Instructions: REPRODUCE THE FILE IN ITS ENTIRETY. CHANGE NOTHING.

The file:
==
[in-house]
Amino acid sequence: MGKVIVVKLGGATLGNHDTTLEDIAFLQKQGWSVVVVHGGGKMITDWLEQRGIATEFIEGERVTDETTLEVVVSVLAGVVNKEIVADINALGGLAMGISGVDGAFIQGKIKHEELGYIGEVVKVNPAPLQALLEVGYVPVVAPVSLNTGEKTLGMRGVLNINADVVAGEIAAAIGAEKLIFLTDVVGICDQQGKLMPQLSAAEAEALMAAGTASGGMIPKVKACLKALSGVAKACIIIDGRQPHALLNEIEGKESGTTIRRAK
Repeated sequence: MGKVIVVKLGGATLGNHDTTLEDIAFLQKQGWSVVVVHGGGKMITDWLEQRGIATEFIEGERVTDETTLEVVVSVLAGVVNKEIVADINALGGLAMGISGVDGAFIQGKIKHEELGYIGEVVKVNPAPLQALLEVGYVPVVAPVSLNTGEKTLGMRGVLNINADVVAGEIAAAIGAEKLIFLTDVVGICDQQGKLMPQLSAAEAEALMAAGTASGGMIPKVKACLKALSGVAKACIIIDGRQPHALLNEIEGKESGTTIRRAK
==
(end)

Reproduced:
[in-house]
Amino acid sequence: MGKVIVVKLGGATLGNHDTTLEDIAFLQKQGWSVVVVHGGGKMITDWLEQRGIATEFIEGERVTDETTLEVVVSVLAGVVNKEIVADINALGGLAMGISGVDGAFIQGKIKHEELGYIGEVVKVNPAPLQALLEVGYVPVVAPVSLNTGEKTLGMRGVLNINADVVAGEIAAAIGAEKLIFLTDVVGICDQQGKLMPQLSAAEAEALMAAGTASGGMIPKVKACLKALSGVAKACIIIDGRQPHALLNEIEGKESGTTIRRAK
Repeated sequence: MGKVIVVKLGGATLGNHDTTLEDIAFLQKQGWSVVVVHGGGKMITDWLEQRGIATEFIEGERVTDETTLEVVVSVLAGVVNKEIVADINALGGLAMGISGVDGAFIQGKIKHEELGYIGEVVKVNPAPLQALLEVGYVPVVAPVSLNTGEKTLGMRGVLNINADVVAGEIAAAIGAEKLIFLTDVVGICDQQGKLMPQLSAAEAEALMAAGTASGGMIPKVKACLKALSGVAKACIIIDGRQPHALLNEIEGKESGTTIRRAK